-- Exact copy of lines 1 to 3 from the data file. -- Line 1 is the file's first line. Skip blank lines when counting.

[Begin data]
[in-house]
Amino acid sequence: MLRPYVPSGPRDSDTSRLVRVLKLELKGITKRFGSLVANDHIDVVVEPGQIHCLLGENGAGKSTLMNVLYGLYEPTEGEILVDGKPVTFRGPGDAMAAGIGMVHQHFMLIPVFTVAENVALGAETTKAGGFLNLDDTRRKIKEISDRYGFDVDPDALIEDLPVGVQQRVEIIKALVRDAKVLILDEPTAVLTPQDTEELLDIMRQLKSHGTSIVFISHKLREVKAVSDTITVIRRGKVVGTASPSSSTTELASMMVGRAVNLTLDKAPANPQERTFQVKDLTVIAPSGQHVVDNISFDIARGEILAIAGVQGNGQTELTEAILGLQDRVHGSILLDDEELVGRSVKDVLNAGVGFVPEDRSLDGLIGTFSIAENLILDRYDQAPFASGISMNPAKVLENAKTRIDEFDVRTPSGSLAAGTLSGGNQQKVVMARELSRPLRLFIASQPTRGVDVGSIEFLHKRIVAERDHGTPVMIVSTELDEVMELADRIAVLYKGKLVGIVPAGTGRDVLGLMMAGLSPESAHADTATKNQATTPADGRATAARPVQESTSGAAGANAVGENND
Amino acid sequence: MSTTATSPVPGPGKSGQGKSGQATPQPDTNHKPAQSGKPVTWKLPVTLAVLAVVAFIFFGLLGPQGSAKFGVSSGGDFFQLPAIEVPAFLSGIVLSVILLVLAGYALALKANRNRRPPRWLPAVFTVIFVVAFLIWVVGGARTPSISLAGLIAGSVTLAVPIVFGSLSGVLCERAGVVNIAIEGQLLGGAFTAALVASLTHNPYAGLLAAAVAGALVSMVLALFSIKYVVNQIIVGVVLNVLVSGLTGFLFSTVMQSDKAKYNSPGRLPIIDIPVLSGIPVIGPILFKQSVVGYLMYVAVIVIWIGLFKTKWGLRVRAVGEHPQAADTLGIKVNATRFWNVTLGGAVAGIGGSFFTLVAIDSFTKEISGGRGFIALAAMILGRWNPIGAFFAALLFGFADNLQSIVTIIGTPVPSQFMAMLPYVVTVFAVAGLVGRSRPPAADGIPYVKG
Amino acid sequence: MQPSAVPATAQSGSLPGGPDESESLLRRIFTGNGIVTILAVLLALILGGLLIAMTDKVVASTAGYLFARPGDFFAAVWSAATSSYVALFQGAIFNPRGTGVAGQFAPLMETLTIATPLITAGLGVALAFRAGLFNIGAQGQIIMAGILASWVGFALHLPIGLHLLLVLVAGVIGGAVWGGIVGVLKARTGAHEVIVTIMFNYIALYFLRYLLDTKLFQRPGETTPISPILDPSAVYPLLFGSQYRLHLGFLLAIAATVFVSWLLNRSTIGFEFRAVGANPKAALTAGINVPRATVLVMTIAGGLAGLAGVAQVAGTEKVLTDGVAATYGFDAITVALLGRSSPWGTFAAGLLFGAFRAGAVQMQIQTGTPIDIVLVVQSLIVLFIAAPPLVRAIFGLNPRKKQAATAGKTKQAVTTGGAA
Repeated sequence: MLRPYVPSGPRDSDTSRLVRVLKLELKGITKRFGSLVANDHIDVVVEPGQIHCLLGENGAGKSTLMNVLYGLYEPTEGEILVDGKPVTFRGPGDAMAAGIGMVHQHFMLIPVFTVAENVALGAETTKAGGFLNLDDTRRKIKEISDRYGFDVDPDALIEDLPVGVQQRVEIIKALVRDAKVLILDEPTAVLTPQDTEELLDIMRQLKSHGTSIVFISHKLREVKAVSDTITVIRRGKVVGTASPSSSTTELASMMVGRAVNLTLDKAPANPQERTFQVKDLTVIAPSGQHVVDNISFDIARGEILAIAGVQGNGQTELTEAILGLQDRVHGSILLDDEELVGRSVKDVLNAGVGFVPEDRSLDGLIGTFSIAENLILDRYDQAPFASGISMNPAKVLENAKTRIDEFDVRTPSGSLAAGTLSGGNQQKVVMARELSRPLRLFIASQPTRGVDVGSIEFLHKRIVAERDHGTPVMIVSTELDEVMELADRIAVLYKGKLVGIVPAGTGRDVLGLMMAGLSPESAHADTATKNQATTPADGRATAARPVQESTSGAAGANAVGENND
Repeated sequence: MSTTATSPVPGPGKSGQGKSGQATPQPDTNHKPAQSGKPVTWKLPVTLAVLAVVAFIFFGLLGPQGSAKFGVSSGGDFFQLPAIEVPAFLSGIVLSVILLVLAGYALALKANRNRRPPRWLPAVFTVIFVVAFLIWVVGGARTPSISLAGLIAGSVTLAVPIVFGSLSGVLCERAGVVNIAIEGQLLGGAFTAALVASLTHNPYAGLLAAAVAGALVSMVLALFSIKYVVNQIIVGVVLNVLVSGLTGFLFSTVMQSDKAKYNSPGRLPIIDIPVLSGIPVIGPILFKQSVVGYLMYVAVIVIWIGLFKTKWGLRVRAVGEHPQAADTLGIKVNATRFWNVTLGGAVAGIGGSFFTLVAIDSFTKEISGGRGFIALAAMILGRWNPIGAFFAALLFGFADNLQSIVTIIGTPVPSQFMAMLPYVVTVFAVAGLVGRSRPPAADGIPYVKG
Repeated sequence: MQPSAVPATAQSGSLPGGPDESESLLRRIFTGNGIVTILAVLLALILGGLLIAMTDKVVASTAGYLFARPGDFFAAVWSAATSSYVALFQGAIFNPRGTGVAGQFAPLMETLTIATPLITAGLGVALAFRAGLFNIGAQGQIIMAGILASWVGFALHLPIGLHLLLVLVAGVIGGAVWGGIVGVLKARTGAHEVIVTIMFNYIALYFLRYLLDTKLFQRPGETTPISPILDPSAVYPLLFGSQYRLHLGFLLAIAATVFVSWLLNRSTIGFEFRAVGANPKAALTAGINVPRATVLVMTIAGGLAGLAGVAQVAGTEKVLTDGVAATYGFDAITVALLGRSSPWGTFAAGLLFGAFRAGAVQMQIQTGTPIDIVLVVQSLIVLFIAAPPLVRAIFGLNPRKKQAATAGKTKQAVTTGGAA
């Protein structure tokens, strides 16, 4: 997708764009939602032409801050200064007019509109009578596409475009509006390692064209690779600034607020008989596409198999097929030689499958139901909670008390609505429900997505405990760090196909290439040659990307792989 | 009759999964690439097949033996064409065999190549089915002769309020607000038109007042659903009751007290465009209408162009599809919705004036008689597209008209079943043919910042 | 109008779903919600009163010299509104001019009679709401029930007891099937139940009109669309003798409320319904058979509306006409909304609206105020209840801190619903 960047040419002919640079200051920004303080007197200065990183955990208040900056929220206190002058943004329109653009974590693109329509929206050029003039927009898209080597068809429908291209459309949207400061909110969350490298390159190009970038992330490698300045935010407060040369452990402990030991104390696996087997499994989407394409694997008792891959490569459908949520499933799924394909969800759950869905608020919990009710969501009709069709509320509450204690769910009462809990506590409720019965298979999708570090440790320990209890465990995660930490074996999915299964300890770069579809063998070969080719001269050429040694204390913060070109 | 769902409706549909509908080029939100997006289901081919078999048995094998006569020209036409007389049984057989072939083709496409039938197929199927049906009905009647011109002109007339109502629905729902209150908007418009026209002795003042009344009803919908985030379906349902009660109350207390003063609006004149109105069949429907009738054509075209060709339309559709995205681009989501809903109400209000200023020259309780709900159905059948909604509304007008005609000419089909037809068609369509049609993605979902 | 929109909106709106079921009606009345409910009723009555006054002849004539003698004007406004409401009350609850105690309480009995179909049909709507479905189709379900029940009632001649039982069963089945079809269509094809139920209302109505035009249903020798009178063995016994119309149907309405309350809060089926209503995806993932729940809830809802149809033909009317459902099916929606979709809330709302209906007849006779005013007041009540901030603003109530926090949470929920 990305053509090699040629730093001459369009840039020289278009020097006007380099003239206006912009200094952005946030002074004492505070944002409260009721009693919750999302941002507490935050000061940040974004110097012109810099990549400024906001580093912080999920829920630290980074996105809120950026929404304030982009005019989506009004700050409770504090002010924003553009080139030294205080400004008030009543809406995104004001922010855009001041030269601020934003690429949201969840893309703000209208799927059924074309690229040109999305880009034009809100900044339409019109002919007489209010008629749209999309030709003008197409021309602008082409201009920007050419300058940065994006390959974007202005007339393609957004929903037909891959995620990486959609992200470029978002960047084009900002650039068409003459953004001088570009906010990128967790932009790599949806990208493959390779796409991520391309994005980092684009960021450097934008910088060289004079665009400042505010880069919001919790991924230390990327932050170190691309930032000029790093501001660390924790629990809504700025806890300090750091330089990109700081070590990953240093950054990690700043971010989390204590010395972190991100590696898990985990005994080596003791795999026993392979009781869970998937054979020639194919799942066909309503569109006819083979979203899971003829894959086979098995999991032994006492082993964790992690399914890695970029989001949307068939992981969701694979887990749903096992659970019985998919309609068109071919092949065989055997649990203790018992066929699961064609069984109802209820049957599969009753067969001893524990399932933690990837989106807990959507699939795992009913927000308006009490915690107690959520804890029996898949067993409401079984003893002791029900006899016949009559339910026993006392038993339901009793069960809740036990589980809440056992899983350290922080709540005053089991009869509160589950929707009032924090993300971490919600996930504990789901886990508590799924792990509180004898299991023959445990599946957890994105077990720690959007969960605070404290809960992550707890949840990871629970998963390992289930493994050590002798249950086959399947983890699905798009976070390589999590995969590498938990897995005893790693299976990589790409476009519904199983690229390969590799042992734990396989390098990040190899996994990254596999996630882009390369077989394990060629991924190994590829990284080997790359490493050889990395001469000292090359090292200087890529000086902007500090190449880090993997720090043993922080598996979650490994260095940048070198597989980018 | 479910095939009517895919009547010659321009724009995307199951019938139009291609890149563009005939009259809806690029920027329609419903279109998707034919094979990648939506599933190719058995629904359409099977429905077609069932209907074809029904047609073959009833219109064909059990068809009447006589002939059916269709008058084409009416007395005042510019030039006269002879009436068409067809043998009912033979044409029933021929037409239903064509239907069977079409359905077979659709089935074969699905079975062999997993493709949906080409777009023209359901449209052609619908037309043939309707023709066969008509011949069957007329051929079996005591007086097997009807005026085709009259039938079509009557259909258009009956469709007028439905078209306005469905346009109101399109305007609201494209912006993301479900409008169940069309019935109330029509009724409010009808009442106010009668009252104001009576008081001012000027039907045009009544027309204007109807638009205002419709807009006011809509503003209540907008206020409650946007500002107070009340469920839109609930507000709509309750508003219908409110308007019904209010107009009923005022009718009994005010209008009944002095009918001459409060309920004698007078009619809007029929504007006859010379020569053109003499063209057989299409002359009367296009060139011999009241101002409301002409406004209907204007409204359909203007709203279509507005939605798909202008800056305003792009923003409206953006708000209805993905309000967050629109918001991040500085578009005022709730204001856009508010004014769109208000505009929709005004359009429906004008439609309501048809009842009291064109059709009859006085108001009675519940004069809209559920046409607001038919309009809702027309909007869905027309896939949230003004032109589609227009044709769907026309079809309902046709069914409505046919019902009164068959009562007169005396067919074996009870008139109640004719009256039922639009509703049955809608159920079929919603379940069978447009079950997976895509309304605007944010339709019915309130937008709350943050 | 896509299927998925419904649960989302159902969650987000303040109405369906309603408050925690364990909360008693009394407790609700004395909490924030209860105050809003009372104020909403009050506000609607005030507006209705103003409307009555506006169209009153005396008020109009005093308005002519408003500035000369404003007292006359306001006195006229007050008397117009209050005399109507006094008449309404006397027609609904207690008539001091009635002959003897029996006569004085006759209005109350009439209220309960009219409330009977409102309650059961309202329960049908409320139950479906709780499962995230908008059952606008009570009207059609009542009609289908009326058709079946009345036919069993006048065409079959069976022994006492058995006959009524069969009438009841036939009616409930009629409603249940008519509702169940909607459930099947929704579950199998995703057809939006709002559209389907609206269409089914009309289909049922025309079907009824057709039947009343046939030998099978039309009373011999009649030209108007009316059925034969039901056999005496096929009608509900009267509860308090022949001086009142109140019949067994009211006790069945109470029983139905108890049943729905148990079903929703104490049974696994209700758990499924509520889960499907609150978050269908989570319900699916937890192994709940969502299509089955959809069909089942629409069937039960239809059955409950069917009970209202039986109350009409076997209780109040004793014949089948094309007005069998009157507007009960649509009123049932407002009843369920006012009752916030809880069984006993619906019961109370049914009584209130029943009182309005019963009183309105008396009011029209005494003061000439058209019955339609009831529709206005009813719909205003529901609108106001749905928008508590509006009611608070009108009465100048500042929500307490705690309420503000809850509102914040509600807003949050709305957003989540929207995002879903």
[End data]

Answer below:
[in-house]
Amino acid sequence: MLRPYVPSGPRDSDTSRLVRVLKLELKGITKRFGSLVANDHIDVVVEPGQIHCLLGENGAGKSTLMNVLYGLYEPTEGEILVDGKPVTFRGPGDAMAAGIGMVHQHFMLIPVFTVAENVALGAETTKAGGFLNLDDTRRKIKEISDRYGFDVDPDALIEDLPVGVQQRVEIIKALVRDAKVLILDEPTAVLTPQDTEELLDIMRQLKSHGTSIVFISHKLREVKAVSDTITVIRRGKVVGTASPSSSTTELASMMVGRAVNLTLDKAPANPQERTFQVKDLTVIAPSGQHVVDNISFDIARGEILAIAGVQGNGQTELTEAILGLQDRVHGSILLDDEELVGRSVKDVLNAGVGFVPEDRSLDGLIGTFSIAENLILDRYDQAPFASGISMNPAKVLENAKTRIDEFDVRTPSGSLAAGTLSGGNQQKVVMARELSRPLRLFIASQPTRGVDVGSIEFLHKRIVAERDHGTPVMIVSTELDEVMELADRIAVLYKGKLVGIVPAGTGRDVLGLMMAGLSPESAHADTATKNQATTPADGRATAARPVQESTSGAAGANAVGENND
Amino acid sequence: MSTTATSPVPGPGKSGQGKSGQATPQPDTNHKPAQSGKPVTWKLPVTLAVLAVVAFIFFGLLGPQGSAKFGVSSGGDFFQLPAIEVPAFLSGIVLSVILLVLAGYALALKANRNRRPPRWLPAVFTVIFVVAFLIWVVGGARTPSISLAGLIAGSVTLAVPIVFGSLSGVLCERAGVVNIAIEGQLLGGAFTAALVASLTHNPYAGLLAAAVAGALVSMVLALFSIKYVVNQIIVGVVLNVLVSGLTGFLFSTVMQSDKAKYNSPGRLPIIDIPVLSGIPVIGPILFKQSVVGYLMYVAVIVIWIGLFKTKWGLRVRAVGEHPQAADTLGIKVNATRFWNVTLGGAVAGIGGSFFTLVAIDSFTKEISGGRGFIALAAMILGRWNPIGAFFAALLFGFADNLQSIVTIIGTPVPSQFMAMLPYVVTVFAVAGLVGRSRPPAADGIPYVKG